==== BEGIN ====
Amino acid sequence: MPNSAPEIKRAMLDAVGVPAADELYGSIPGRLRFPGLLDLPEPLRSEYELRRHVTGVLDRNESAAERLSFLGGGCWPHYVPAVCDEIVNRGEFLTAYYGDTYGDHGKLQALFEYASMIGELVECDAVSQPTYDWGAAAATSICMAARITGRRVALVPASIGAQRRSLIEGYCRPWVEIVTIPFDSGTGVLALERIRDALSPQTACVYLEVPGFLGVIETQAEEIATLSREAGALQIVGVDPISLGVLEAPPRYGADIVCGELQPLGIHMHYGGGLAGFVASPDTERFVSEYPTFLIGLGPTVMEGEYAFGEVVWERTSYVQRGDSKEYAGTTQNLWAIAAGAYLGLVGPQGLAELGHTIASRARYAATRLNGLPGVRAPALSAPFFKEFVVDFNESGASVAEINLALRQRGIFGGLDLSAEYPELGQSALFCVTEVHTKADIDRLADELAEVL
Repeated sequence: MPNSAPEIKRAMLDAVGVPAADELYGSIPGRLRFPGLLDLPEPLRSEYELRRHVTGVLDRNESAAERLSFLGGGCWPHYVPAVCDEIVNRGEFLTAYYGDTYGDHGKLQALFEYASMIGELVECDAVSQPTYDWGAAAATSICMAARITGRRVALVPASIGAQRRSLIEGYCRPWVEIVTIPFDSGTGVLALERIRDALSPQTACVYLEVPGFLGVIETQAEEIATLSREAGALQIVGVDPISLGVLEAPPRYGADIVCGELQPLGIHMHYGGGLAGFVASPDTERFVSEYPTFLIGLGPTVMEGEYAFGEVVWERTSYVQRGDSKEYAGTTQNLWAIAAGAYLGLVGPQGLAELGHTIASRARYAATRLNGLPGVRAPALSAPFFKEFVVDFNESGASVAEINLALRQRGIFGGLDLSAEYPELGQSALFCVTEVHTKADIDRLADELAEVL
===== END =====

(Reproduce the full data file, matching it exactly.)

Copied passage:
Amino acid sequence: MPNSAPEIKRAMLDAVGVPAADELYGSIPGRLRFPGLLDLPEPLRSEYELRRHVTGVLDRNESAAERLSFLGGGCWPHYVPAVCDEIVNRGEFLTAYYGDTYGDHGKLQALFEYASMIGELVECDAVSQPTYDWGAAAATSICMAARITGRRVALVPASIGAQRRSLIEGYCRPWVEIVTIPFDSGTGVLALERIRDALSPQTACVYLEVPGFLGVIETQAEEIATLSREAGALQIVGVDPISLGVLEAPPRYGADIVCGELQPLGIHMHYGGGLAGFVASPDTERFVSEYPTFLIGLGPTVMEGEYAFGEVVWERTSYVQRGDSKEYAGTTQNLWAIAAGAYLGLVGPQGLAELGHTIASRARYAATRLNGLPGVRAPALSAPFFKEFVVDFNESGASVAEINLALRQRGIFGGLDLSAEYPELGQSALFCVTEVHTKADIDRLADELAEVL
Repeated sequence: MPNSAPEIKRAMLDAVGVPAADELYGSIPGRLRFPGLLDLPEPLRSEYELRRHVTGVLDRNESAAERLSFLGGGCWPHYVPAVCDEIVNRGEFLTAYYGDTYGDHGKLQALFEYASMIGELVECDAVSQPTYDWGAAAATSICMAARITGRRVALVPASIGAQRRSLIEGYCRPWVEIVTIPFDSGTGVLALERIRDALSPQTACVYLEVPGFLGVIETQAEEIATLSREAGALQIVGVDPISLGVLEAPPRYGADIVCGELQPLGIHMHYGGGLAGFVASPDTERFVSEYPTFLIGLGPTVMEGEYAFGEVVWERTSYVQRGDSKEYAGTTQNLWAIAAGAYLGLVGPQGLAELGHTIASRARYAATRLNGLPGVRAPALSAPFFKEFVVDFNESGASVAEINLALRQRGIFGGLDLSAEYPELGQSALFCVTEVHTKADIDRLADELAEVL